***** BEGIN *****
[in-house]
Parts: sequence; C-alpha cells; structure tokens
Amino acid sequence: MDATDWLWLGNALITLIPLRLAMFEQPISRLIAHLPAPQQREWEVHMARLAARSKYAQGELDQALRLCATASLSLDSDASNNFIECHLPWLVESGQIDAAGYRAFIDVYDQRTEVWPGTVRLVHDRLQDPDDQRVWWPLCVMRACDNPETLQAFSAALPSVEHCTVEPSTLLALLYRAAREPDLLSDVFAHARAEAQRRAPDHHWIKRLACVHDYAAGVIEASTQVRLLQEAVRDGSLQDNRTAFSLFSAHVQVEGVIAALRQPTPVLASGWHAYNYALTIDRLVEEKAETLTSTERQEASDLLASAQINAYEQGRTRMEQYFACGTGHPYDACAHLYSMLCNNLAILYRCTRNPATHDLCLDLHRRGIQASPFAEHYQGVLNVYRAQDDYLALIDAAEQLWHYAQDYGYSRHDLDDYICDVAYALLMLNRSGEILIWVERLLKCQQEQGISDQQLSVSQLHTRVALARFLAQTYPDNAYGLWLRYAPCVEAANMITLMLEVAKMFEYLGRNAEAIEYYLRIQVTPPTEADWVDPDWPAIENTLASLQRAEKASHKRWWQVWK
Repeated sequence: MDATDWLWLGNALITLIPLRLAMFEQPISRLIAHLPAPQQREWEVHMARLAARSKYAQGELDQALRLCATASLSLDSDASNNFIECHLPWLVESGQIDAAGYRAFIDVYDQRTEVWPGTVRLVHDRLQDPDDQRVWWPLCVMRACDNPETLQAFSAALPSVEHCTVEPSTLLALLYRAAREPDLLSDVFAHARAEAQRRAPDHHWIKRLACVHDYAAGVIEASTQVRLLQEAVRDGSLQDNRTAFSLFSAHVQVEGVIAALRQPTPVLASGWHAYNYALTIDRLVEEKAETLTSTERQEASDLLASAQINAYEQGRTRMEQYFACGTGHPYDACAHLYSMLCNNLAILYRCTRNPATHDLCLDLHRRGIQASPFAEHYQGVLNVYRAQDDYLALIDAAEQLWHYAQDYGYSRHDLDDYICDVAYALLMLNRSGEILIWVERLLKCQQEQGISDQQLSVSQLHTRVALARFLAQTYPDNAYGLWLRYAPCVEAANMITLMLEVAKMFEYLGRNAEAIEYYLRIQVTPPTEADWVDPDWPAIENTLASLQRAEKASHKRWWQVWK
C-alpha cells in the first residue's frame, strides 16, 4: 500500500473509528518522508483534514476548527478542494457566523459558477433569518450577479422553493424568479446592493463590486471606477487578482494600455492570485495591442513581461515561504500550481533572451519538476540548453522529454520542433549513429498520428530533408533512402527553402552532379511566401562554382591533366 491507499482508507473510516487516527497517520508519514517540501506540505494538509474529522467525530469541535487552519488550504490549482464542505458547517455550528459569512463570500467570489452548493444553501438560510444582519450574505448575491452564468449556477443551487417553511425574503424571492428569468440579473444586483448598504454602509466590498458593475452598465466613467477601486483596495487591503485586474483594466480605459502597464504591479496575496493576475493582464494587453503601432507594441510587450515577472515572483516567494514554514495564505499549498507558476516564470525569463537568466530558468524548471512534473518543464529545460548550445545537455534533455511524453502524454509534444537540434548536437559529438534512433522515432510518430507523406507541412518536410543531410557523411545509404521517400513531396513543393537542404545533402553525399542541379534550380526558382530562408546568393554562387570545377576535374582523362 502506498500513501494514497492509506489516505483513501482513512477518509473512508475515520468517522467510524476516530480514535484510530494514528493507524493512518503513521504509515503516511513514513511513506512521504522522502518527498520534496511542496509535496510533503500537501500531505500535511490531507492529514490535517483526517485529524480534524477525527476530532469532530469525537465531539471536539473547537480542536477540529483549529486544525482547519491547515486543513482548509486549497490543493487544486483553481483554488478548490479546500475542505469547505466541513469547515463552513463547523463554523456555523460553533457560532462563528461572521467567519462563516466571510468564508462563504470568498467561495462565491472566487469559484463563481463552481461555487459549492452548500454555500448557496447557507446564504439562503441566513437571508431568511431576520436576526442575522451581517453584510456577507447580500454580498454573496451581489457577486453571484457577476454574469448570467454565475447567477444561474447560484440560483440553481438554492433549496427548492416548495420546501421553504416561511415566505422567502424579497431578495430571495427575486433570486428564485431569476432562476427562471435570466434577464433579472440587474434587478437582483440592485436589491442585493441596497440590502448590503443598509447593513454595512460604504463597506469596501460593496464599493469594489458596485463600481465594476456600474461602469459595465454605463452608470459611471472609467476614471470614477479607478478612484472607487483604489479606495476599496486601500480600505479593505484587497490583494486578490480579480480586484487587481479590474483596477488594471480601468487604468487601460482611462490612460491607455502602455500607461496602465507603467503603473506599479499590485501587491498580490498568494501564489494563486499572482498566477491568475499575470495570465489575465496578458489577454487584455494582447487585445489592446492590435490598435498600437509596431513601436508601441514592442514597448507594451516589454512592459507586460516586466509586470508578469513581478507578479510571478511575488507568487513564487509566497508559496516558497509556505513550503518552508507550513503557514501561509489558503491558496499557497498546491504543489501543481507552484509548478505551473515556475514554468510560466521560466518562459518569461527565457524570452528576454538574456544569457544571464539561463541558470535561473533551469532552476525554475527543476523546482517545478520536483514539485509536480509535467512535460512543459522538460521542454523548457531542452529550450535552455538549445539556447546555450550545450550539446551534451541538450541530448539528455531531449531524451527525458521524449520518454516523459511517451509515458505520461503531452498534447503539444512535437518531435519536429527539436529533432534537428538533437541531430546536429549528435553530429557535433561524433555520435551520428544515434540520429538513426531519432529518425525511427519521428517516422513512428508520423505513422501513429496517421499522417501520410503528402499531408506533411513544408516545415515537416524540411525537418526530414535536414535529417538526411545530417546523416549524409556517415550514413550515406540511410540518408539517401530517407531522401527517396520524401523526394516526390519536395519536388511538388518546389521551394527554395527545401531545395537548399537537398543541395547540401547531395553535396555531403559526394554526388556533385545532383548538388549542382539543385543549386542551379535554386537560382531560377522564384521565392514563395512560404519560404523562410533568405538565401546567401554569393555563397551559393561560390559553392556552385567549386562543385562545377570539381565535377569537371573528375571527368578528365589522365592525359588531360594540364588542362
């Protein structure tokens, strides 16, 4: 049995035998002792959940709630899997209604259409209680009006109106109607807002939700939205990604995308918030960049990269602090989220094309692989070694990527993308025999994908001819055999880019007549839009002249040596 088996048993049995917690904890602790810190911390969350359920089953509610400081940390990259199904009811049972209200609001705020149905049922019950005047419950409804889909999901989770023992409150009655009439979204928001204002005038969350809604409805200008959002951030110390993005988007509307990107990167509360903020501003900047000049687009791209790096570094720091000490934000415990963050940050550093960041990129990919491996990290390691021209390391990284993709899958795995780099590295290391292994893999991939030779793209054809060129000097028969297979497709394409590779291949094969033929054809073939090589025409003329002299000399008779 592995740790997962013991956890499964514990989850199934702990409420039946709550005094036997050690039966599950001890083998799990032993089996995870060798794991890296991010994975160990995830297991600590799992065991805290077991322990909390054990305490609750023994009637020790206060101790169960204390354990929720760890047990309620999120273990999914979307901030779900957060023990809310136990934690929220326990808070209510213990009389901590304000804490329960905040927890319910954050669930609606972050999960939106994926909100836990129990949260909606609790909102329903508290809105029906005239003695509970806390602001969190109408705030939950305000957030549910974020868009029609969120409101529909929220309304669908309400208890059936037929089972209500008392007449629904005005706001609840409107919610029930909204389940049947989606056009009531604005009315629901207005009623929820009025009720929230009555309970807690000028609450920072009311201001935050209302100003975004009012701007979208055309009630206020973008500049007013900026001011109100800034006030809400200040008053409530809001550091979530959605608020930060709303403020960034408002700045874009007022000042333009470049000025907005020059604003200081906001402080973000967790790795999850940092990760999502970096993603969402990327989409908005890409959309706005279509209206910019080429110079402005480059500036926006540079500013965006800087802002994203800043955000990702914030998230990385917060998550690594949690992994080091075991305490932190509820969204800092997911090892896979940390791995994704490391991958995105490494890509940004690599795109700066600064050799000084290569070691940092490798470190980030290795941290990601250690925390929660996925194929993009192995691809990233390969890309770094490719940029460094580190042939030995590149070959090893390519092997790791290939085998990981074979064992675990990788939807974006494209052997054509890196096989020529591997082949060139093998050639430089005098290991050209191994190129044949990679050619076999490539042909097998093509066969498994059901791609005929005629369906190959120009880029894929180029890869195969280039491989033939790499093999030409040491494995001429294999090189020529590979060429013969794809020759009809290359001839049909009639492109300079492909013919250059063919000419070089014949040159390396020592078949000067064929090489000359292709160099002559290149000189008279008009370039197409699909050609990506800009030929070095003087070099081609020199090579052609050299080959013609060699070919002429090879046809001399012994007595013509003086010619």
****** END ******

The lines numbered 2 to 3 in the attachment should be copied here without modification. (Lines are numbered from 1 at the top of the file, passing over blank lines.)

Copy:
Parts: sequence; C-alpha cells; structure tokens
Amino acid sequence: MDATDWLWLGNALITLIPLRLAMFEQPISRLIAHLPAPQQREWEVHMARLAARSKYAQGELDQALRLCATASLSLDSDASNNFIECHLPWLVESGQIDAAGYRAFIDVYDQRTEVWPGTVRLVHDRLQDPDDQRVWWPLCVMRACDNPETLQAFSAALPSVEHCTVEPSTLLALLYRAAREPDLLSDVFAHARAEAQRRAPDHHWIKRLACVHDYAAGVIEASTQVRLLQEAVRDGSLQDNRTAFSLFSAHVQVEGVIAALRQPTPVLASGWHAYNYALTIDRLVEEKAETLTSTERQEASDLLASAQINAYEQGRTRMEQYFACGTGHPYDACAHLYSMLCNNLAILYRCTRNPATHDLCLDLHRRGIQASPFAEHYQGVLNVYRAQDDYLALIDAAEQLWHYAQDYGYSRHDLDDYICDVAYALLMLNRSGEILIWVERLLKCQQEQGISDQQLSVSQLHTRVALARFLAQTYPDNAYGLWLRYAPCVEAANMITLMLEVAKMFEYLGRNAEAIEYYLRIQVTPPTEADWVDPDWPAIENTLASLQRAEKASHKRWWQVWK